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May 10, 2010
Playoff Prospectus
Swept Away

by Kevin Pelton

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Phoenix 107, at San Antonio 101 (Phoenix wins series 4-0)
Pace: 94.6
Offensive Ratings: Phoenix 114.5, San Antonio 105.4

After the Phoenix Suns completed their sweep of the San Antonio Spurs with Sunday's Game Four victory, Charles Barkley declared on "Inside the NBA" that nobody saw this coming, not even Suns GM Steve Kerr or star guard Steve Nash. In this case, it wasn't Barkley hyperbole whatsoever. I picked Phoenix to win this series, but never imagined it would be so lopsided in either direction. San Antonio did have its chances to win all four games, but this wasn't really a lucky result. The Suns were clearly the better team.

Steve Nash deserves much of the credit for completing the sweep. Returning to the floor after receiving six stitches in his right eye, Nash saw it swell to the point where by game's end he was essentially playing half-blind. Nonetheless, Nash was not just as good as ever but better during the fourth quarter, scoring 10 points on 4-of-8 shooting and handing out five assists in a game that could have gone either way.

The Spurs went back to trapping the pick-and-roll, but with increased defensive attention on Amar'e Stoudemire, allowing Nash openings to the basket in the final period. That's not to say San Antonio took Stoudemire away, if that's even possible the way Stoudemire is playing right now. He scored 12 points in the fourth quarter, including a pair of enormous long jumpers that beat solid defense with better offense. The most dramatic example of that came from Jason Richardson. The Spurs got exactly what they wanted from their defensive possession with 2:02 left down seven, forcing a contested Richardson three with the shot clock expiring. No worries; Richardson calmly swished it.

As you'd expect from a former champion in an elimination game, San Antonio did not go gently into that good night. A 12-4 run brought the Spurs within two points after an ill-advised Stoudemire foul allowed George Hill to complete a four-point play. But Phoenix made its free throws, San Antonio missed two free throws and that was that: The Suns had finally knocked off their long-time nemesis, and in impressive fashion.

Phoenix's offense was excellent in the final period, but really this was the first time all series that the Suns truly won with defense. They held the Spurs below 50 percent effective shooting from the field, controlled the glass and forced 16 turnovers. Stoudemire blocked just one shot, but his interior defense was as effective as I can ever remember. He thoroughly outplayed Tim Duncan, who had a quiet 17 points on as many shooting possessions. Meanwhile, Manu Ginobili suffered through a 2-of-11 shooting night (he did play well in other facets of the game, making 10 free throws, handing out nine assists and coming up with five steals). 31 combined points off the bench from Matt Bonner and George Hill could not entirely make up the difference.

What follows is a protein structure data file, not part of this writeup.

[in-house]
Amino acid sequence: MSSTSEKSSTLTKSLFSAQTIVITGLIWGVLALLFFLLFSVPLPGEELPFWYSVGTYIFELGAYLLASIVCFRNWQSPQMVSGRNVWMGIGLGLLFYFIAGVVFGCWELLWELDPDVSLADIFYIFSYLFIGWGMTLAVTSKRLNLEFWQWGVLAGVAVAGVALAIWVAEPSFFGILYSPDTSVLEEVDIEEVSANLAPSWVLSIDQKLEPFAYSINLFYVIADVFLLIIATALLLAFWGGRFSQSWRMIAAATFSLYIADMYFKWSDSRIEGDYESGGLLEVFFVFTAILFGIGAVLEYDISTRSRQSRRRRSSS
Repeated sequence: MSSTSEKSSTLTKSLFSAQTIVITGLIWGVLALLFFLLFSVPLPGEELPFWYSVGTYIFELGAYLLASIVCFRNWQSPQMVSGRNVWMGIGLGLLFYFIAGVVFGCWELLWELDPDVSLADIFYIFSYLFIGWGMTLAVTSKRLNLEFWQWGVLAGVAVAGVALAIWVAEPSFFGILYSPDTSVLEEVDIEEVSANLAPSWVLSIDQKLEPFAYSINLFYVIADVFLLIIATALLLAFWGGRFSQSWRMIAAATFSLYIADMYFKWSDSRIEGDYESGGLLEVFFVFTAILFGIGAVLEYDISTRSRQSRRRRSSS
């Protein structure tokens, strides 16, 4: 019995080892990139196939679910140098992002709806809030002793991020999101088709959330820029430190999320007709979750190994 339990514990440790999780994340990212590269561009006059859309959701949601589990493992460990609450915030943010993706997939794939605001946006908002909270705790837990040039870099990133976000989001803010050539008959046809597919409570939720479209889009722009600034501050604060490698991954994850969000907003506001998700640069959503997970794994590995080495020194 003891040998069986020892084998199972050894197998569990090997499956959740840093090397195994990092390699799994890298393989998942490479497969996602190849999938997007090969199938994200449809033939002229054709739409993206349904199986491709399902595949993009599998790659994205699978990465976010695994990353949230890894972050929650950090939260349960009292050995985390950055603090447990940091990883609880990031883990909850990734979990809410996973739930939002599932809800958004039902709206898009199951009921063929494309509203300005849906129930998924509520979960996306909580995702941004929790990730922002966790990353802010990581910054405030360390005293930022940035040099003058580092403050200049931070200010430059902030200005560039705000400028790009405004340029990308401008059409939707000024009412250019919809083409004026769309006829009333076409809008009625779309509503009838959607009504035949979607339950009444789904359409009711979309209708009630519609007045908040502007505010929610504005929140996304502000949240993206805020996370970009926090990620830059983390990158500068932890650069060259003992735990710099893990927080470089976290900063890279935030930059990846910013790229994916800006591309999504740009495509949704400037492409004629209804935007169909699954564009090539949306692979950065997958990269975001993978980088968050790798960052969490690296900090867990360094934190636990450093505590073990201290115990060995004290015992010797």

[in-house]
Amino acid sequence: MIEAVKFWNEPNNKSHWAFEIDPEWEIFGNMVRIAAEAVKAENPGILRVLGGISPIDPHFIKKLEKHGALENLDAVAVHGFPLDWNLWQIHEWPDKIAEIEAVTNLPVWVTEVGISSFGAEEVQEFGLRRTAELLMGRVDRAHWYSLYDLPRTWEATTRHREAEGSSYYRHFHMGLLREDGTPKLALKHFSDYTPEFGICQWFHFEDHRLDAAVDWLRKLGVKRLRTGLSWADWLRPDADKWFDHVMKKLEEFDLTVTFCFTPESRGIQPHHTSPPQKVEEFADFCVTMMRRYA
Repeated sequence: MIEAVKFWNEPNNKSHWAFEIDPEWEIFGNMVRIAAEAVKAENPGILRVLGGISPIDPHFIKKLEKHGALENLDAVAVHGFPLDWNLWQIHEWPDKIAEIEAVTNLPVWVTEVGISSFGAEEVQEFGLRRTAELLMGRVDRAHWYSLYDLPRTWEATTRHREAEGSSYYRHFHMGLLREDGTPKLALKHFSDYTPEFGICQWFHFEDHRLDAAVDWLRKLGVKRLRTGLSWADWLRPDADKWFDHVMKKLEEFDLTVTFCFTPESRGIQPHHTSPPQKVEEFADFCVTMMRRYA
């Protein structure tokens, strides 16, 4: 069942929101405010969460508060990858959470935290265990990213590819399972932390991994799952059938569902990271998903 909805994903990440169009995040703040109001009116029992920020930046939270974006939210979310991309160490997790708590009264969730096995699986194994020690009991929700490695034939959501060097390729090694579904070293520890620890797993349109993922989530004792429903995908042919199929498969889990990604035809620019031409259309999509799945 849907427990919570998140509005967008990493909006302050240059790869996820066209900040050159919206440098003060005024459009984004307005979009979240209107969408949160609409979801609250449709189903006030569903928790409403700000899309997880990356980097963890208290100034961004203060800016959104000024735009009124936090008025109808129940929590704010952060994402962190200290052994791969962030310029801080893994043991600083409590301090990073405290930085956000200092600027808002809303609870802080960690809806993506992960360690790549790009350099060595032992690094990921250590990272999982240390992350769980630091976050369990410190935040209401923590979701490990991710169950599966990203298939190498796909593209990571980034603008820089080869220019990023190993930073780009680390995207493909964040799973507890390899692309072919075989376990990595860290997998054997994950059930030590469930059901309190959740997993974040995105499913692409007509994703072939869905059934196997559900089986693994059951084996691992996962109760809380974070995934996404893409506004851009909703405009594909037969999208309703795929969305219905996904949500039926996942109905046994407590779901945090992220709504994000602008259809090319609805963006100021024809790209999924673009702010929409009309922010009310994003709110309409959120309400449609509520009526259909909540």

Ultimately, Phoenix just had too many weapons for the Spurs to handle. Doug Collins made a good point during the game, noting that San Antonio had taken away the Suns' fast break after Game One. Remarkably, the Spurs held a 25-9 advantage in fast-break points in this game. Did that stop Phoenix? Hardly. The Suns are a very, very good half-court offensive team because of the pick-and-roll with Nash and Stoudemire and a fleet of shooters.

There's also the matter of a bench that can get them back in games as it did Sunday in the second quarter. Goran Dragic, though unable to match his Game Three heroics, did step in and stave off a San Antonio run when Nash left to get stitches. And Jared Dudley once again played the entire fourth quarter, most of it alongside Grant Hill in the small lineup that has worked so well for Phoenix. All Dudley did was score 16 points on 6-of-7 shooting, make all three of his attempts from beyond the arc, grab six rebounds and hand out four assists.

With the Los Angeles Lakers on the brink of a sweep, the Suns had plenty of motivation to finish this series off early and rest. Their mentality in Game Four, as throughout this series, was absolutely the right one. Fortunately, one of the benefits of this postseason run is that Alvin Gentry is getting credit for an excellent coaching job all season long. Will that be enough in the next round? We'll worry about that when the time comes. For now, let's just marvel at an impressive sweep.